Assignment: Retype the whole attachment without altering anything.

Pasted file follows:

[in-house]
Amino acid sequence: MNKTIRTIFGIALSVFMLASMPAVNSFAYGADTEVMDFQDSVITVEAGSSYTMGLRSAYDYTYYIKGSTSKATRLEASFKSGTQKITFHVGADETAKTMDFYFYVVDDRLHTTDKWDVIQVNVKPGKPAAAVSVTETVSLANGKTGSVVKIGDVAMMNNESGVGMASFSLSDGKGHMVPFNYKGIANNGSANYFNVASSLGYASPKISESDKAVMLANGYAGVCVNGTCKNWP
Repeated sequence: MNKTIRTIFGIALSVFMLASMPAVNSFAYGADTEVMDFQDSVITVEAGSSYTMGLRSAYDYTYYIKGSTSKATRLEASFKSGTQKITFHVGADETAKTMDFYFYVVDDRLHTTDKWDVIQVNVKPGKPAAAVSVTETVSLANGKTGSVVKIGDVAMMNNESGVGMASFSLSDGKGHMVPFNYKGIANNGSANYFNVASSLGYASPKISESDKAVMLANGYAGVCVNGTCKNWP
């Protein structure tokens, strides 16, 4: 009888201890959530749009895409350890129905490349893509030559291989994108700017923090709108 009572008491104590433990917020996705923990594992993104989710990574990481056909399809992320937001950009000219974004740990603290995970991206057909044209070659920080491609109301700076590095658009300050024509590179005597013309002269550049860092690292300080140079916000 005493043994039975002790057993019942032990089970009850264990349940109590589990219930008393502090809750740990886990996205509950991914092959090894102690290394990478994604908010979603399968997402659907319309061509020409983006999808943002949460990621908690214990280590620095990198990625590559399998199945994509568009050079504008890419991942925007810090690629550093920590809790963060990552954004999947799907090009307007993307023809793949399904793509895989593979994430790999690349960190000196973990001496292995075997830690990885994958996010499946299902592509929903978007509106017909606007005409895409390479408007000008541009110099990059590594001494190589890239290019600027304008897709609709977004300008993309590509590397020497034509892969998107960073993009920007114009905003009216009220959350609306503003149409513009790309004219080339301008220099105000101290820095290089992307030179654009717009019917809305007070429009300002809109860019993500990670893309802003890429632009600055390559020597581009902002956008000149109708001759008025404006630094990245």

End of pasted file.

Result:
[in-house]
Amino acid sequence: MNKTIRTIFGIALSVFMLASMPAVNSFAYGADTEVMDFQDSVITVEAGSSYTMGLRSAYDYTYYIKGSTSKATRLEASFKSGTQKITFHVGADETAKTMDFYFYVVDDRLHTTDKWDVIQVNVKPGKPAAAVSVTETVSLANGKTGSVVKIGDVAMMNNESGVGMASFSLSDGKGHMVPFNYKGIANNGSANYFNVASSLGYASPKISESDKAVMLANGYAGVCVNGTCKNWP
Repeated sequence: MNKTIRTIFGIALSVFMLASMPAVNSFAYGADTEVMDFQDSVITVEAGSSYTMGLRSAYDYTYYIKGSTSKATRLEASFKSGTQKITFHVGADETAKTMDFYFYVVDDRLHTTDKWDVIQVNVKPGKPAAAVSVTETVSLANGKTGSVVKIGDVAMMNNESGVGMASFSLSDGKGHMVPFNYKGIANNGSANYFNVASSLGYASPKISESDKAVMLANGYAGVCVNGTCKNWP
């Protein structure tokens, strides 16, 4: 009888201890959530749009895409350890129905490349893509030559291989994108700017923090709108 009572008491104590433990917020996705923990594992993104989710990574990481056909399809992320937001950009000219974004740990603290995970991206057909044209070659920080491609109301700076590095658009300050024509590179005597013309002269550049860092690292300080140079916000 005493043994039975002790057993019942032990089970009850264990349940109590589990219930008393502090809750740990886990996205509950991914092959090894102690290394990478994604908010979603399968997402659907319309061509020409983006999808943002949460990621908690214990280590620095990198990625590559399998199945994509568009050079504008890419991942925007810090690629550093920590809790963060990552954004999947799907090009307007993307023809793949399904793509895989593979994430790999690349960190000196973990001496292995075997830690990885994958996010499946299902592509929903978007509106017909606007005409895409390479408007000008541009110099990059590594001494190589890239290019600027304008897709609709977004300008993309590509590397020497034509892969998107960073993009920007114009905003009216009220959350609306503003149409513009790309004219080339301008220099105000101290820095290089992307030179654009717009019917809305007070429009300002809109860019993500990670893309802003890429632009600055390559020597581009902002956008000149109708001759008025404006630094990245």